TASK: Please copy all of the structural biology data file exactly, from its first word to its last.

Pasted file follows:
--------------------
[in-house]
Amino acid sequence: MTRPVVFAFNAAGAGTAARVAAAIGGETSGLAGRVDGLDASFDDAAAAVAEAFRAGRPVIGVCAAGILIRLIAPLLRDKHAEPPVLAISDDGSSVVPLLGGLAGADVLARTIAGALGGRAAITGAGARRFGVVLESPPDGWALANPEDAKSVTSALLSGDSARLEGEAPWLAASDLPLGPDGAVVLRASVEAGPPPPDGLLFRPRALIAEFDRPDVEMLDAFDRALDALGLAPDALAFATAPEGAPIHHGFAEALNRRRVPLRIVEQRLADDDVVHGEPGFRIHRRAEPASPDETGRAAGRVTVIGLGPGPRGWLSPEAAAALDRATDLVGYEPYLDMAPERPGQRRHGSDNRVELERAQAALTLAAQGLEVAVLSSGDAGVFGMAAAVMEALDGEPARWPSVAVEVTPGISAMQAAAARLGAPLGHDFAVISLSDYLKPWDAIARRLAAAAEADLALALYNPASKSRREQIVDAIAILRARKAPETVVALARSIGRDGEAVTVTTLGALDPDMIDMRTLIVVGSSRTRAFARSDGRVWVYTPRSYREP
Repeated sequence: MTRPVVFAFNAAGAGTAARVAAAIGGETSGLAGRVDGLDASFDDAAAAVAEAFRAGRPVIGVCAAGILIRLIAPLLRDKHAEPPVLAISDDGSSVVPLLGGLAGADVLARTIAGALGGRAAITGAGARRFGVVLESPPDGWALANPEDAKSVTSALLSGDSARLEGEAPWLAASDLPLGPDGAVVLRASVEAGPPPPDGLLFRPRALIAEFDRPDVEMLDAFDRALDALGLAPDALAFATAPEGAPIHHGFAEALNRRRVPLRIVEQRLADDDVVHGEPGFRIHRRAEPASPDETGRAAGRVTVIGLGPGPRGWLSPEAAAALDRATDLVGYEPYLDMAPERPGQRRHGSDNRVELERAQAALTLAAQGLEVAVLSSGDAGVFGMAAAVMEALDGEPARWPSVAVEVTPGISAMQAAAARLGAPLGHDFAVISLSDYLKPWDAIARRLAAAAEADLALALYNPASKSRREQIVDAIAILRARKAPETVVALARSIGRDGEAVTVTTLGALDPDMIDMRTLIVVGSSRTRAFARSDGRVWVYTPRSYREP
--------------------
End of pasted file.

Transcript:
[in-house]
Amino acid sequence: MTRPVVFAFNAAGAGTAARVAAAIGGETSGLAGRVDGLDASFDDAAAAVAEAFRAGRPVIGVCAAGILIRLIAPLLRDKHAEPPVLAISDDGSSVVPLLGGLAGADVLARTIAGALGGRAAITGAGARRFGVVLESPPDGWALANPEDAKSVTSALLSGDSARLEGEAPWLAASDLPLGPDGAVVLRASVEAGPPPPDGLLFRPRALIAEFDRPDVEMLDAFDRALDALGLAPDALAFATAPEGAPIHHGFAEALNRRRVPLRIVEQRLADDDVVHGEPGFRIHRRAEPASPDETGRAAGRVTVIGLGPGPRGWLSPEAAAALDRATDLVGYEPYLDMAPERPGQRRHGSDNRVELERAQAALTLAAQGLEVAVLSSGDAGVFGMAAAVMEALDGEPARWPSVAVEVTPGISAMQAAAARLGAPLGHDFAVISLSDYLKPWDAIARRLAAAAEADLALALYNPASKSRREQIVDAIAILRARKAPETVVALARSIGRDGEAVTVTTLGALDPDMIDMRTLIVVGSSRTRAFARSDGRVWVYTPRSYREP
Repeated sequence: MTRPVVFAFNAAGAGTAARVAAAIGGETSGLAGRVDGLDASFDDAAAAVAEAFRAGRPVIGVCAAGILIRLIAPLLRDKHAEPPVLAISDDGSSVVPLLGGLAGADVLARTIAGALGGRAAITGAGARRFGVVLESPPDGWALANPEDAKSVTSALLSGDSARLEGEAPWLAASDLPLGPDGAVVLRASVEAGPPPPDGLLFRPRALIAEFDRPDVEMLDAFDRALDALGLAPDALAFATAPEGAPIHHGFAEALNRRRVPLRIVEQRLADDDVVHGEPGFRIHRRAEPASPDETGRAAGRVTVIGLGPGPRGWLSPEAAAALDRATDLVGYEPYLDMAPERPGQRRHGSDNRVELERAQAALTLAAQGLEVAVLSSGDAGVFGMAAAVMEALDGEPARWPSVAVEVTPGISAMQAAAARLGAPLGHDFAVISLSDYLKPWDAIARRLAAAAEADLALALYNPASKSRREQIVDAIAILRARKAPETVVALARSIGRDGEAVTVTTLGALDPDMIDMRTLIVVGSSRTRAFARSDGRVWVYTPRSYREP